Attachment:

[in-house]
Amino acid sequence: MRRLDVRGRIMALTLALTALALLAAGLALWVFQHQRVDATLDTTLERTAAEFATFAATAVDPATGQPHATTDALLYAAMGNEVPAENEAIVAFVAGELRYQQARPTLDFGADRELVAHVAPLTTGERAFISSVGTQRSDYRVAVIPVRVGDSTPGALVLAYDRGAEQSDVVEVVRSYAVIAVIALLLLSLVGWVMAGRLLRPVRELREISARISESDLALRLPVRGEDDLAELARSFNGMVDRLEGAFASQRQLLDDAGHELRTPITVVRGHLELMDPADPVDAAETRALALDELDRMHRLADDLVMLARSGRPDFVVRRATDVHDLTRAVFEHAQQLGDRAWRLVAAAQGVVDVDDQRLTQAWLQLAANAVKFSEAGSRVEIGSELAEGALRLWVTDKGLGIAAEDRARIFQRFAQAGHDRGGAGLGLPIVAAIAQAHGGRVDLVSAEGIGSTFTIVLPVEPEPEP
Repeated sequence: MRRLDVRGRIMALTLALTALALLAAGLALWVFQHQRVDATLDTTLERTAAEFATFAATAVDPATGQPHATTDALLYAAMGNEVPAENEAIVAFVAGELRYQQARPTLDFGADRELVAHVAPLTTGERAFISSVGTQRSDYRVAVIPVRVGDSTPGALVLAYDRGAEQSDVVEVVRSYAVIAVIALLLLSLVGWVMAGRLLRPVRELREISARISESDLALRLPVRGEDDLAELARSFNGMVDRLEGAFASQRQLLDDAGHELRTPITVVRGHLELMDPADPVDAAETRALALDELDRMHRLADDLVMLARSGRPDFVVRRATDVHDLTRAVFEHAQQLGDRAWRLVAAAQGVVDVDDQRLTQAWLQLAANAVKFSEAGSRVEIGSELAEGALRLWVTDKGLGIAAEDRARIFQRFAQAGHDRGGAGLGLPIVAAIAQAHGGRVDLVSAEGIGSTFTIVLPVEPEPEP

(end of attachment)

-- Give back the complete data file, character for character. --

[in-house]
Amino acid sequence: MRRLDVRGRIMALTLALTALALLAAGLALWVFQHQRVDATLDTTLERTAAEFATFAATAVDPATGQPHATTDALLYAAMGNEVPAENEAIVAFVAGELRYQQARPTLDFGADRELVAHVAPLTTGERAFISSVGTQRSDYRVAVIPVRVGDSTPGALVLAYDRGAEQSDVVEVVRSYAVIAVIALLLLSLVGWVMAGRLLRPVRELREISARISESDLALRLPVRGEDDLAELARSFNGMVDRLEGAFASQRQLLDDAGHELRTPITVVRGHLELMDPADPVDAAETRALALDELDRMHRLADDLVMLARSGRPDFVVRRATDVHDLTRAVFEHAQQLGDRAWRLVAAAQGVVDVDDQRLTQAWLQLAANAVKFSEAGSRVEIGSELAEGALRLWVTDKGLGIAAEDRARIFQRFAQAGHDRGGAGLGLPIVAAIAQAHGGRVDLVSAEGIGSTFTIVLPVEPEPEP
Repeated sequence: MRRLDVRGRIMALTLALTALALLAAGLALWVFQHQRVDATLDTTLERTAAEFATFAATAVDPATGQPHATTDALLYAAMGNEVPAENEAIVAFVAGELRYQQARPTLDFGADRELVAHVAPLTTGERAFISSVGTQRSDYRVAVIPVRVGDSTPGALVLAYDRGAEQSDVVEVVRSYAVIAVIALLLLSLVGWVMAGRLLRPVRELREISARISESDLALRLPVRGEDDLAELARSFNGMVDRLEGAFASQRQLLDDAGHELRTPITVVRGHLELMDPADPVDAAETRALALDELDRMHRLADDLVMLARSGRPDFVVRRATDVHDLTRAVFEHAQQLGDRAWRLVAAAQGVVDVDDQRLTQAWLQLAANAVKFSEAGSRVEIGSELAEGALRLWVTDKGLGIAAEDRARIFQRFAQAGHDRGGAGLGLPIVAAIAQAHGGRVDLVSAEGIGSTFTIVLPVEPEPEP